SPY and VOO seek to track the performance of the Standard & Poor‘s 500 Index, which measures the investment return of large-capitalization stocks.

Both ETFs seek to achieve their investment objective by holding a portfolio of the common stocks included in the index, with the weight of each stock in the Portfolio substantially corresponding to the weight of such stock in the index.

VOO and SPY are both designed to track returns, including dividends of the S&P 500, which is a composite of the 500 largest publicly traded companies by market capitalization. Both VOO and SPY Top 10 Holdings are the same companies with almost identical weighting with minor differences, likely due to tracking error.

SPY and VOO Top 10 Holdings

AAPL 6.9%
MSFT 6.0%
AMZN 3.6%
GOOGL 2.2%
GOOG 2.0%
TSLA 1.9%
NVDA 1.6%
BRK.B 1.6%
FB 1.3%
UNH 1.2%
AAPL 6.9%
MSFT 6.1%
AMZN 3.6%
GOOGL 2.2%
GOOG 2.0%
TSLA 1.9%
NVDA 1.6%
BRK.B 1.6%
FB 1.3%
UNH 1.2%

Other S&P 500 ETFs

While VOO and SPY are the most popular S&P 500 funds, a handful of other companies also have S&P 500 Tracking Funds.

All 4 ETFs seek to track the performance of the Standard & Poor‘s 500 Index, which measures the investment return of large-capitalization stocks, with very little difference.

The one outlier is SPLG. This index fund generally invests substantially all, but at least 80%, of its total assets in the securities comprising the index, so you might see some discrepancies in returns and price compared to SPY and VOO.

SPDR® S&P 500 ETF Trust
Vanguard S&P 500 ETF
iShares Core S&P 500 ETF
SPDR® Portfolio S&P 500 ETF
Expense Ratio09%.03%.03%.03%
IssuerState Street Global AdvisorsVanguardBlackRockState Street Global Advisors
Average Market Cap$207.1B$207.4B$207.1B$207.2
Inception Date01/22/199309/07/201005/15/20001/08/2005
Sales Load?No-loadNo-loadNo-loadNo-load
Source: TD Ameritrade

The Bottom Line

If you are a buy-and-hold investor, VOO is the better option.

If you want to become an investor, is critical to educate yourself about various investment options, and the benefits and drawbacks of each.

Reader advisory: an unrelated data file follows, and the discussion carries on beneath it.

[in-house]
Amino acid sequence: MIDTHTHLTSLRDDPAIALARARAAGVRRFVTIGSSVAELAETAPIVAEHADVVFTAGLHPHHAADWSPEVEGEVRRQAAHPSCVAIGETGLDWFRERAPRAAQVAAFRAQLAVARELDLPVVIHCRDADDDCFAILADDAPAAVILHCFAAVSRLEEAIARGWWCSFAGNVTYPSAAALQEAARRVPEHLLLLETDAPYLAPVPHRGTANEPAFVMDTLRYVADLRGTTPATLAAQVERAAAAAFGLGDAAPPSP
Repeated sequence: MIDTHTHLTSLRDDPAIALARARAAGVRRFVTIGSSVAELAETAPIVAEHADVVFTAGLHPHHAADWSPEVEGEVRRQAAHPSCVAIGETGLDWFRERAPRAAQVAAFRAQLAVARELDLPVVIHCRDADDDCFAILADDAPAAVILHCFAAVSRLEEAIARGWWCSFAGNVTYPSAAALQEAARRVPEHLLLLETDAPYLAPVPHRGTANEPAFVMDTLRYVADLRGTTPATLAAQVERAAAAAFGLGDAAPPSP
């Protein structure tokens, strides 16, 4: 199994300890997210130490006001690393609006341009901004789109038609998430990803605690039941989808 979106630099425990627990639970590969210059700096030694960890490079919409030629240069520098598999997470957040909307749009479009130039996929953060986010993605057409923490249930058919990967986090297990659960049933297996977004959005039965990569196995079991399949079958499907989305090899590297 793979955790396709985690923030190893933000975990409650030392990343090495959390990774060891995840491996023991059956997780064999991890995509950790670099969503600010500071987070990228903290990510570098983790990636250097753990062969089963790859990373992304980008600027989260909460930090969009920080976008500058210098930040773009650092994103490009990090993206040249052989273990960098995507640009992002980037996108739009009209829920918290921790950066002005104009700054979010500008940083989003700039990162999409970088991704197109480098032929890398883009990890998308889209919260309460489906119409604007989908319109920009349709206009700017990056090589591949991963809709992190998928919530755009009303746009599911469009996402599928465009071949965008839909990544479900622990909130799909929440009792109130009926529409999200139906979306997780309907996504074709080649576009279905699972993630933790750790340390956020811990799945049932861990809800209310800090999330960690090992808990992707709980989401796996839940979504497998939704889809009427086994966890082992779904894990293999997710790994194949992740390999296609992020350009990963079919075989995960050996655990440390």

That said, VOO has a lower expense ratio, higher dividend yield, and slightly higher returns than SPY. But, if you are an active trader, specifically an options trader, SPY is the far superior option. The SPY ETF has far tighter bid/ask spreads in its ETF and underlying options market due to its much higher daily trading volume.

Adam Koprucki

Expertise: Fixed-income investing, Macroeconomics, Personal Finance, Derivatives, Options, Index Funds

Professional Experience: J.P. Morgan, Deloitte Consulting, Societe Generale, The Vanguard Group

Education: Loyola University: Bachelor of Business Administration, University of North Carolina, Chapel Hill: Certificate in Capital Markets

Adam Koprucki is the founder of Real World Investor, an investing website dedicated to reviewing the newest and latest investing tools and providing unique market insights for beginner to intermediate investors.

Before starting Real World Investor, he spent over a decade working at some of the world's largest investment banks and investment managers, such as Citibank, J.P. Morgan, Societe Generale, Deloitte, and The Vanguard Group.

His experience includes working with complex financial products such as exotic interest rate derivatives, structured products, and structured credit.

A dedicated and enthusiastic investor, he is passionate about macroeconomics and options trading. His investing insights have been published on Investopedia, Yahoo Finance, Seeking Alpha, GoBankingRates, Nasdaq, and Bigger Pockets.

He is also a contributing author at Equities.com.